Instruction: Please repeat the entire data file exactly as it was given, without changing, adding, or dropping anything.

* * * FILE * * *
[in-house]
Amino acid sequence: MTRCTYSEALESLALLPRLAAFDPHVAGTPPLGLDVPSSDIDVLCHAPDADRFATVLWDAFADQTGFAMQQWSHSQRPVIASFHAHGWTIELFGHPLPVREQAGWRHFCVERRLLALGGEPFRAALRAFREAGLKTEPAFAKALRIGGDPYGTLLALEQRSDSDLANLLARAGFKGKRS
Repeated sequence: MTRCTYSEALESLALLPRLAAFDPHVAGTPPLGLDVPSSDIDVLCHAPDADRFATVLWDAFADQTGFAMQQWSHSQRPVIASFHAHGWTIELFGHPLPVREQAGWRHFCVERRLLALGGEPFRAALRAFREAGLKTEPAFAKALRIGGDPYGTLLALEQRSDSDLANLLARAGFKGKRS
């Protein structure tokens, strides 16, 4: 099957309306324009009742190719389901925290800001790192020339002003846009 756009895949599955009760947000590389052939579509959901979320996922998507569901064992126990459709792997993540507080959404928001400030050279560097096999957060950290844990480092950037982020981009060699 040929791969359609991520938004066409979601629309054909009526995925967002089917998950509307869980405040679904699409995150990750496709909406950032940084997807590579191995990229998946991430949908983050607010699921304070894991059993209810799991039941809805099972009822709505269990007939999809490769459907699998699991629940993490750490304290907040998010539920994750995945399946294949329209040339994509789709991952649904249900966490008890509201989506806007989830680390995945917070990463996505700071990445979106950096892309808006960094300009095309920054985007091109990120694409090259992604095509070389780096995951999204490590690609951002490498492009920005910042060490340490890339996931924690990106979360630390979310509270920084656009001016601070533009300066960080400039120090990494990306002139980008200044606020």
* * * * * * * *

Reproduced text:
[in-house]
Amino acid sequence: MTRCTYSEALESLALLPRLAAFDPHVAGTPPLGLDVPSSDIDVLCHAPDADRFATVLWDAFADQTGFAMQQWSHSQRPVIASFHAHGWTIELFGHPLPVREQAGWRHFCVERRLLALGGEPFRAALRAFREAGLKTEPAFAKALRIGGDPYGTLLALEQRSDSDLANLLARAGFKGKRS
Repeated sequence: MTRCTYSEALESLALLPRLAAFDPHVAGTPPLGLDVPSSDIDVLCHAPDADRFATVLWDAFADQTGFAMQQWSHSQRPVIASFHAHGWTIELFGHPLPVREQAGWRHFCVERRLLALGGEPFRAALRAFREAGLKTEPAFAKALRIGGDPYGTLLALEQRSDSDLANLLARAGFKGKRS
């Protein structure tokens, strides 16, 4: 099957309306324009009742190719389901925290800001790192020339002003846009 756009895949599955009760947000590389052939579509959901979320996922998507569901064992126990459709792997993540507080959404928001400030050279560097096999957060950290844990480092950037982020981009060699 040929791969359609991520938004066409979601629309054909009526995925967002089917998950509307869980405040679904699409995150990750496709909406950032940084997807590579191995990229998946991430949908983050607010699921304070894991059993209810799991039941809805099972009822709505269990007939999809490769459907699998699991629940993490750490304290907040998010539920994750995945399946294949329209040339994509789709991952649904249900966490008890509201989506806007989830680390995945917070990463996505700071990445979106950096892309808006960094300009095309920054985007091109990120694409090259992604095509070389780096995951999204490590690609951002490498492009920005910042060490340490890339996931924690990106979360630390979310509270920084656009001016601070533009300066960080400039120090990494990306002139980008200044606020």